Last weekend was the first time in recent memory that the city had to close a pool because there were not enough lifeguards to staff all the city’s pools at once.
The city is taking steps to ensure that it will not happen again this summer.
Lexington Parks & Recreation is offering a free Red Cross lifeguard certification class to people who commit to work for the city’s pools for the rest of the summer. The class starts Saturday and is open to people ages 15 and older.
Last summer, the city had 92 lifeguards on staff at one point. As of Wednesday, it had 74, said Monica Conrad, director of Lexington’s parks and recreation department.
Conrad said the city decided to close the Picadome pool last weekend because it is the least-used of the city pools. She said the city was in a difficult position because too many of its lifeguards needed to be off work at the same time.
In the past, Conrad said, the city required lifeguards to work all summer without days off, but that limits the number of people who will apply. Because most lifeguards are high school and college students, Conrad said they sometimes need to leave the job for camps, college orientations and other events.
“Every year we hire throughout the entire swimming season,” she said.
While it is uncommon for an entire pool to be closed, Conrad said parts of the city’s aquatic centers are sometimes closed because of a lack of lifeguards on duty. For example, on Saturday evening the diving pool at Woodland Park was closed. Conrad said that in such circumstances, the aquatic centers give priority to keeping areas open that everyone, including children, can use.
“They were switching people around to cover the busiest part of the pool,” she said.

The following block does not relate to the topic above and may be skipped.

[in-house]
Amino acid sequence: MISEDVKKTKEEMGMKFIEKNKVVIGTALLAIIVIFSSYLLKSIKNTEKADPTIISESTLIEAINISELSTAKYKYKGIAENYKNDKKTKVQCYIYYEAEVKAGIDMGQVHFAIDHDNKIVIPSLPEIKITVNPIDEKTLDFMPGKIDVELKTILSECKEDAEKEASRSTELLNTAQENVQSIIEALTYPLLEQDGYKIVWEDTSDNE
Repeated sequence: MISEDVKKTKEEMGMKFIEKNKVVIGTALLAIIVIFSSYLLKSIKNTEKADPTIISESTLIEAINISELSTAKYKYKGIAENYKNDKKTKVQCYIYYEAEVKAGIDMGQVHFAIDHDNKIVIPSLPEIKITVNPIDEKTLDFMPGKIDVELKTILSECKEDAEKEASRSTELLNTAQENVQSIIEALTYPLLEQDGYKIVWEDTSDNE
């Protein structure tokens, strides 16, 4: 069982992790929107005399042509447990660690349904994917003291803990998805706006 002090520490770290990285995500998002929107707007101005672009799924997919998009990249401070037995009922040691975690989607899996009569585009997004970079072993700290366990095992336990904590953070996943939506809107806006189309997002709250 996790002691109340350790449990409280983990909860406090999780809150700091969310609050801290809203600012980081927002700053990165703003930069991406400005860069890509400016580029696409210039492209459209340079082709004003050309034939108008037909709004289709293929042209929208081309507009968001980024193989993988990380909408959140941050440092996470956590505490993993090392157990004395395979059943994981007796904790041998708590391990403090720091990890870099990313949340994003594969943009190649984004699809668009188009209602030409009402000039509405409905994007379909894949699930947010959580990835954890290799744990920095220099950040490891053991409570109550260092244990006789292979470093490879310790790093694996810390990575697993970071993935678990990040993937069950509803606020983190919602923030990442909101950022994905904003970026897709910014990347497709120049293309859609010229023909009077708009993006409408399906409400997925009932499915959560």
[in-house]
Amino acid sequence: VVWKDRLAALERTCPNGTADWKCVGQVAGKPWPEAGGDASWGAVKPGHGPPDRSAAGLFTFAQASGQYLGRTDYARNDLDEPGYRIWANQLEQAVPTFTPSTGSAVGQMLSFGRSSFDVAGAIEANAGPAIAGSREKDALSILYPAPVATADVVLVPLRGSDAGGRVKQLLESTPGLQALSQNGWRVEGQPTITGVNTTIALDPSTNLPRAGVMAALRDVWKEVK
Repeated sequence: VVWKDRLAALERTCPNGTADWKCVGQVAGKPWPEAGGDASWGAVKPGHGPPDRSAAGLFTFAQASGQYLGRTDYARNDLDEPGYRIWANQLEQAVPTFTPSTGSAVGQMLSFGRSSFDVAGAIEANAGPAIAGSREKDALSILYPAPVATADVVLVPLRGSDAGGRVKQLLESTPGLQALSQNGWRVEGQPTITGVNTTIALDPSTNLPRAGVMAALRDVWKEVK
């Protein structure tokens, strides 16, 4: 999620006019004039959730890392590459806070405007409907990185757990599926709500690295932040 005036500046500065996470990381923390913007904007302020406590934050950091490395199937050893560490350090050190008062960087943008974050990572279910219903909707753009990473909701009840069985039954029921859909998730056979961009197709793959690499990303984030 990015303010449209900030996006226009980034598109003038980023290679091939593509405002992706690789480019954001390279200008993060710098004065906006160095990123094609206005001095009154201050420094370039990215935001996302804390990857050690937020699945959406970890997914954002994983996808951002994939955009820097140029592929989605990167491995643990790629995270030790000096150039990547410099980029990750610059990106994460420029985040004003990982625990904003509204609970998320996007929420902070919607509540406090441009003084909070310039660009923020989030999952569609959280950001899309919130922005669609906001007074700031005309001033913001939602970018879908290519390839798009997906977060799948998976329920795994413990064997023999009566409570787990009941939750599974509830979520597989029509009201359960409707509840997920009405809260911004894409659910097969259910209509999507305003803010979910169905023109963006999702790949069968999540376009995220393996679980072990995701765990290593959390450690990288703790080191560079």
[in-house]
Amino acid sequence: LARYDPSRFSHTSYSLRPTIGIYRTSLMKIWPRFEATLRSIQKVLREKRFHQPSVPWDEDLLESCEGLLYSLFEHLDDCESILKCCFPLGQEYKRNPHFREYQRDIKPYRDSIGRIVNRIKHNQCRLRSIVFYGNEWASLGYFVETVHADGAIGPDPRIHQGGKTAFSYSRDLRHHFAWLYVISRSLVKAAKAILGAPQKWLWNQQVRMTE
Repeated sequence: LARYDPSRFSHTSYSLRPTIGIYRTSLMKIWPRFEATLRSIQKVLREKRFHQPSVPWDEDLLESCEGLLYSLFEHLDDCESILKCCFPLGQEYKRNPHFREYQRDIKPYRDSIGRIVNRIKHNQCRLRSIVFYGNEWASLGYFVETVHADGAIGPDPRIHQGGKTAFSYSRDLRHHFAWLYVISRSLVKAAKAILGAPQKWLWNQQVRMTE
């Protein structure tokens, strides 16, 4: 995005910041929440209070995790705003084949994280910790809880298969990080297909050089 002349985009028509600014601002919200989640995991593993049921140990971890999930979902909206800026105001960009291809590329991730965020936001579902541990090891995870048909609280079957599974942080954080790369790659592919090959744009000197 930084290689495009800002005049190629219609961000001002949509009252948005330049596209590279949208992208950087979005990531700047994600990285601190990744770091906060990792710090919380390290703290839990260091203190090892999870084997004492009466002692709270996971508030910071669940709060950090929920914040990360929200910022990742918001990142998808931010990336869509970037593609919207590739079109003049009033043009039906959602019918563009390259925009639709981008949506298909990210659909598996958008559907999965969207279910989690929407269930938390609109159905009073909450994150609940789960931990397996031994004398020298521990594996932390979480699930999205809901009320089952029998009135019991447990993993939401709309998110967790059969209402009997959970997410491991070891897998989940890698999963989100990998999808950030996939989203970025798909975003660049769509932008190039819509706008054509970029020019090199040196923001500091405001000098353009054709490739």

Normally, people who want to be lifeguards are required to pay for their own certification, which can cost $250 to $300, depending on the class.
Lifeguards’ starting pay is between $9.75 and $10.25 an hour.
Free certification is an attempt to “try to get more kids to participate in the program,” Conrad said. “It’s important to us that we’ve got good people sitting in those chairs.”
Participants must attend four classes at the Woodland Aquatic Center. The first from 1 p.m. to 8 p.m. Saturday. Others are 9 a.m. to 5 p.m. Sunday, 9 a.m. to 5 p.m. June 30 and 1 p.m. to 8 p.m. July 1.
Participants who complete the classes are guaranteed a job working 20 to 40 hours a week at the city’s aquatic facilities, the city said in a news release.
The problem of having enough lifeguards is not unique to Lexington.
Portland, Ore.; Indianapolis, and Raleigh, N.C. have all struggled to fill lifeguard positions at city pools. Some cities have closed pools or parts of them, or limited the hours or number of people allowed inside.
Austin, Texas, tackled the problem by working with the Austin Independent School District and YMCA to provide a program that teaches high school students to swim and concludes with a free certification course in lifeguarding.
Chris Brewster, liaison for the United States Lifesaving Association, said a lack of lifeguards tends to be a local or regional issue that cities confront and “come up with ways to solve it in future seasons,” rather than an ongoing nationwide problem.
In some cases, he said, cities put themselves in the position of waiting until swim season to find out whether enough youth are willing to spend their own time and money to get the certification.
“Recruiting lifeguards is like recruiting any other type of employees,” he said. “... It’s just a matter of whether they’re interested in the job.”